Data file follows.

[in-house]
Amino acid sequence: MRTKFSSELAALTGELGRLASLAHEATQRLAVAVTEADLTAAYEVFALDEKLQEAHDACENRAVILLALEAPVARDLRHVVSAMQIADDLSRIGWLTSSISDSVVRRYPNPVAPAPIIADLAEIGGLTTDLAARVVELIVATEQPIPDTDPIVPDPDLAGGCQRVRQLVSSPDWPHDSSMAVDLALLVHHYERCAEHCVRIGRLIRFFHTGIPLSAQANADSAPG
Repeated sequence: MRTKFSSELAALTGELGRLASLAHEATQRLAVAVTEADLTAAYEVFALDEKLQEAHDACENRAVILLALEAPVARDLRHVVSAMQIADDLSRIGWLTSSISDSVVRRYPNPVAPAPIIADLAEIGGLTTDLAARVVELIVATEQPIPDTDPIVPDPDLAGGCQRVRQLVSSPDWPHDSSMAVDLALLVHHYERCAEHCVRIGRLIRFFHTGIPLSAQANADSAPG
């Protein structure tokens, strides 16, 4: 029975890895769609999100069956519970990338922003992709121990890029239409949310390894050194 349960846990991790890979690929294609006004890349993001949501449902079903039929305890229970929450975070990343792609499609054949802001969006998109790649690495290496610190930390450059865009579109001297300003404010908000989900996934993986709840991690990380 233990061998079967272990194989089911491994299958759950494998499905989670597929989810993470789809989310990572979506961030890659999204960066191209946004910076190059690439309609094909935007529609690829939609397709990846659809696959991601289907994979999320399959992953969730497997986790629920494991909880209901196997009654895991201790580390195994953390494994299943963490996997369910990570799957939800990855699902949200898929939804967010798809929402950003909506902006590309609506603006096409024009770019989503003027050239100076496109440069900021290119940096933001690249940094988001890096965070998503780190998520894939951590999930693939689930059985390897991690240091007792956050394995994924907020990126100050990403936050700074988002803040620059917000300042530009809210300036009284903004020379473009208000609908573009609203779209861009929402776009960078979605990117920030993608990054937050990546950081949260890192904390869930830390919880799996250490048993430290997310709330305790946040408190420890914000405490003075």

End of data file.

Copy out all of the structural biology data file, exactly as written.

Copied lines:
[in-house]
Amino acid sequence: MRTKFSSELAALTGELGRLASLAHEATQRLAVAVTEADLTAAYEVFALDEKLQEAHDACENRAVILLALEAPVARDLRHVVSAMQIADDLSRIGWLTSSISDSVVRRYPNPVAPAPIIADLAEIGGLTTDLAARVVELIVATEQPIPDTDPIVPDPDLAGGCQRVRQLVSSPDWPHDSSMAVDLALLVHHYERCAEHCVRIGRLIRFFHTGIPLSAQANADSAPG
Repeated sequence: MRTKFSSELAALTGELGRLASLAHEATQRLAVAVTEADLTAAYEVFALDEKLQEAHDACENRAVILLALEAPVARDLRHVVSAMQIADDLSRIGWLTSSISDSVVRRYPNPVAPAPIIADLAEIGGLTTDLAARVVELIVATEQPIPDTDPIVPDPDLAGGCQRVRQLVSSPDWPHDSSMAVDLALLVHHYERCAEHCVRIGRLIRFFHTGIPLSAQANADSAPG
């Protein structure tokens, strides 16, 4: 029975890895769609999100069956519970990338922003992709121990890029239409949310390894050194 349960846990991790890979690929294609006004890349993001949501449902079903039929305890229970929450975070990343792609499609054949802001969006998109790649690495290496610190930390450059865009579109001297300003404010908000989900996934993986709840991690990380 233990061998079967272990194989089911491994299958759950494998499905989670597929989810993470789809989310990572979506961030890659999204960066191209946004910076190059690439309609094909935007529609690829939609397709990846659809696959991601289907994979999320399959992953969730497997986790629920494991909880209901196997009654895991201790580390195994953390494994299943963490996997369910990570799957939800990855699902949200898929939804967010798809929402950003909506902006590309609506603006096409024009770019989503003027050239100076496109440069900021290119940096933001690249940094988001890096965070998503780190998520894939951590999930693939689930059985390897991690240091007792956050394995994924907020990126100050990403936050700074988002803040620059917000300042530009809210300036009284903004020379473009208000609908573009609203779209861009929402776009960078979605990117920030993608990054937050990546950081949260890192904390869930830390919880799996250490048993430290997310709330305790946040408190420890914000405490003075």